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How to protect and communicate your time boundaries

How to protect and communicate your time boundaries

Many of the stressful situations we get ourselves into happen because we don’t have as good a grasp of our time boundaries as we thought - if we’d even considered them at all. As a consequence, interactions with others can end up being frustrating and unfulfilling, and what we really want to achieve doesn’t get done. Sound familiar?

Whether at work or at home, we all need to have boundaries, the rules about what we will and won’t do. The reality is that our boundaries are often tested by others - who may want more of our time, or who may unintentionally impact on it by their actions. People also decide how much they’ll respect our boundaries by what they see in our behaviours - many of which we may not even be aware of.

The good news is that a little awareness and some time mastery techniques can help prevent much of this.

Why boundaries matter

We all need a safety net - the ability to push back to protect ourselves and in so doing,  others who rely on us. The ability to set and protect boundaries helps us to be more efficient and effective in our work and how we use our time. It also helps avoid getting into difficult situations with other people that become hard to resolve or exit from.

We are not going to pretend boundary setting is easy. It’s not, but the rewards in terms of time saved, less stress and better relationships make it worth the focus.

The impact of lockdown on time boundaries

The office used to be the most obvious boundary between home and work - until we started remote working. All of a sudden those relationships and expectations on our time were present in our otherwise safe haven. For many, experiences of working through lockdown will be mixed. Some organisations have been highly supportive of employees working from home, making sure workloads were manageable. There has, however, been a considerable downside. Increasing cases of burnout caused by a collapse in time boundaries.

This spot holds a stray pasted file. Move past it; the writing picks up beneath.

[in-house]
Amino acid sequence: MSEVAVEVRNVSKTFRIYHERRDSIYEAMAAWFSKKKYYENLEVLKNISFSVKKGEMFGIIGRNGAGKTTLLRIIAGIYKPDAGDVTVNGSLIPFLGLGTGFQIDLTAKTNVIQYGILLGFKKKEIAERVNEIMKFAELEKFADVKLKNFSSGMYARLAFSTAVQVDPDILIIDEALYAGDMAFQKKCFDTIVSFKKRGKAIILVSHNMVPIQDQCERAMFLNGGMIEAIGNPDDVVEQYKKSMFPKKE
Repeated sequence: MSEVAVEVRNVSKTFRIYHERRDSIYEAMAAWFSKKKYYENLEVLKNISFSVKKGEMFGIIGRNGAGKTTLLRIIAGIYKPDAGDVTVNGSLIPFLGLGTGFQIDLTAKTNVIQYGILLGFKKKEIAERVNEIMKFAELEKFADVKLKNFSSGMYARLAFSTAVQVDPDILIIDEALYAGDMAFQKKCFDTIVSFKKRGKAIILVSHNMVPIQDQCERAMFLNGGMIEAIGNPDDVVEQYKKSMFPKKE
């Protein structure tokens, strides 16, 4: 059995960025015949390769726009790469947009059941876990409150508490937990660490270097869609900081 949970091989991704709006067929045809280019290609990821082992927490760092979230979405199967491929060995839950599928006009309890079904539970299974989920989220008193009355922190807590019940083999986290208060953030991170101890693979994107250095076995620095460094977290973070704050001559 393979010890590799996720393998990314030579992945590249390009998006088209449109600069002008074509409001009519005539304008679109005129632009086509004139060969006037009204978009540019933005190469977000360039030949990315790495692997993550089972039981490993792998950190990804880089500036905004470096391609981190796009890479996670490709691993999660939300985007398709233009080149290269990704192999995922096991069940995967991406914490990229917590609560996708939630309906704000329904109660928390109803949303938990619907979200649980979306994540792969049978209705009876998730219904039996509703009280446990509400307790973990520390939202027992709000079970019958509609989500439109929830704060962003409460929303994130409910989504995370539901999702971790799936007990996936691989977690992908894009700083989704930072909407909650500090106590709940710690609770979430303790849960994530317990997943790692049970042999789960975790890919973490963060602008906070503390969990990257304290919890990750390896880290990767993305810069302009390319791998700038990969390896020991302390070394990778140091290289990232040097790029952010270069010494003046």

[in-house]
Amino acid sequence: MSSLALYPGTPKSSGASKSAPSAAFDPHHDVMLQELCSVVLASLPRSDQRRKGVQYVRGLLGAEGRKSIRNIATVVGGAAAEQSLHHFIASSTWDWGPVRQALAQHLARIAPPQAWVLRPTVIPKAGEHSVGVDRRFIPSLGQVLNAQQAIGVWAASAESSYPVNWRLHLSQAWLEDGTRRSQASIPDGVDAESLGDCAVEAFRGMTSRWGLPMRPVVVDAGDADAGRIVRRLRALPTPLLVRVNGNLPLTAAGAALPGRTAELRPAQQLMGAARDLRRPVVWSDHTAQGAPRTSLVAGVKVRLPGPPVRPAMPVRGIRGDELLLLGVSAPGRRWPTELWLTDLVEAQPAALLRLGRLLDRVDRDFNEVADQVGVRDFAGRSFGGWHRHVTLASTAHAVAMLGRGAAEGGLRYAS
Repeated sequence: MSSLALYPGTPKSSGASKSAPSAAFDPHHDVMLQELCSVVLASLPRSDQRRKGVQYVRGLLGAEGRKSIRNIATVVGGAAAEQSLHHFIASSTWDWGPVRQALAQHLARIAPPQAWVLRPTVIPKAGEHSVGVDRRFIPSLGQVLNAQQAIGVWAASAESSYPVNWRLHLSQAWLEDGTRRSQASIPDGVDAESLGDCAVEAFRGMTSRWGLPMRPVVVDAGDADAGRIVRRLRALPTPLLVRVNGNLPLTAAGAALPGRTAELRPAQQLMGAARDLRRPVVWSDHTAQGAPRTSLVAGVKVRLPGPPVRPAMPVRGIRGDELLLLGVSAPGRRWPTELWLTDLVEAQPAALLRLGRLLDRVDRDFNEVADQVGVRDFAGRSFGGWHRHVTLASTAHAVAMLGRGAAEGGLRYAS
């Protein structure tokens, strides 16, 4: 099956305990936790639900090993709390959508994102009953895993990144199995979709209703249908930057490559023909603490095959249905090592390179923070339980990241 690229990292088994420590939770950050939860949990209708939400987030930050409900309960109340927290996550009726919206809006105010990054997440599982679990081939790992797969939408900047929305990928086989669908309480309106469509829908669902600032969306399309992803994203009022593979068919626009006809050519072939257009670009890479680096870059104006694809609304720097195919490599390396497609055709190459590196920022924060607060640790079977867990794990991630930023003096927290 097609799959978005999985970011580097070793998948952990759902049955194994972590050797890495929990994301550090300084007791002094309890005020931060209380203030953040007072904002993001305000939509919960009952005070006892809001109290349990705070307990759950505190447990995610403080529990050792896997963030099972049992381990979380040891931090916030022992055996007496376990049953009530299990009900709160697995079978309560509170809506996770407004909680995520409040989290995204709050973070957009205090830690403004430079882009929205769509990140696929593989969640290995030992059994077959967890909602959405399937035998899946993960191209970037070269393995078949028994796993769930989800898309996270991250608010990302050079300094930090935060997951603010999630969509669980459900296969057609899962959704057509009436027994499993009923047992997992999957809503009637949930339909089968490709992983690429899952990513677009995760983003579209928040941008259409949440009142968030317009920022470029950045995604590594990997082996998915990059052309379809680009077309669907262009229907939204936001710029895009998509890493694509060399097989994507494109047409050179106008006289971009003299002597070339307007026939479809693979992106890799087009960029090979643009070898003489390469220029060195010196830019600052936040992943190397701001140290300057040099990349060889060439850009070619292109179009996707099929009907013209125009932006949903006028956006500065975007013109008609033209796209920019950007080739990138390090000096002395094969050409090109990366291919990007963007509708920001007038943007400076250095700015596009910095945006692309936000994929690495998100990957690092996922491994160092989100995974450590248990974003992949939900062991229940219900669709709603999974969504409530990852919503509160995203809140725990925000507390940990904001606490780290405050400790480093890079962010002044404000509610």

Research by Professor Tammy Allen suggests people have a preference for 'segmentation' (a clear segmented boundary) or 'integration' where work and life are more integrated. The pandemic has affected those with a 'segmentation' preference more significantly as they have been forced into an integration situation (see References).

Many, concerned about their own job security and worried about the vacuum left by not being a part of their physical workplace, felt compelled to say ‘yes’ to additional requests and work longer hours. Pressures like home schooling often pushed work into evenings and weekends. The real danger was that employers often couldn’t see it was happening and employees hoped they’d somehow get through by soaking it all up, feeling they had no choice. Protecting their time boundaries was probably the last thing on their mind.

Resetting time boundaries - the return to work opportunity

For many therefore, a return to the office or a partial presence through a hybrid model, offers an opportunity to reset their boundaries. A chance to address the blurred lines between home and work and re-set relationships and expectations as new structures and projects emerge. With greater awareness of mental health issues and the opportunity to once again share experiences, many will be forming clarity on what they want their boundaries to be and what they feel is reasonable. 

Tammy Allen’s research suggests there are 4 ways people manage work life boundaries. The boundary management tactics identified are: Behavioural - example establishing routines that mimic ‘going to the office’, Temporal - time to devote to work and non work, Physical - setting out physical spaces for work and non work (home office with a door) and Communicative - telling people about work and non work times. This may be an underused tactic.

The challenge anyone faces with boundary setting is that it really is down to the individual. You really have to take control - rather than find yourself being controlled by other people’s needs and agendas.

Behaving your time boundaries

Your time boundaries are the way in which you demonstrate to yourself, and to others, how you are willing to spend your time. Time boundaries are discussed in depth in our book ‘Time Mastery: Banish Time Management Forever’ where you’ll find many practical examples of behaviour types and tips. 

Protecting our time boundaries is very much about our words and actions. The problem is that we are often not aware of what these actions are saying - which can make it easy for others to draw their own conclusions. In our book we describe how ‘you behave your time boundaries’ - and others respond to that. For example, if you want to project the image of someone who’s time is valuable or in short supply - it won’t help if you are sending the wrong signals by being seen gossiping or complaining. It will then be difficult for someone to believe you when you say “I’m too busy to…”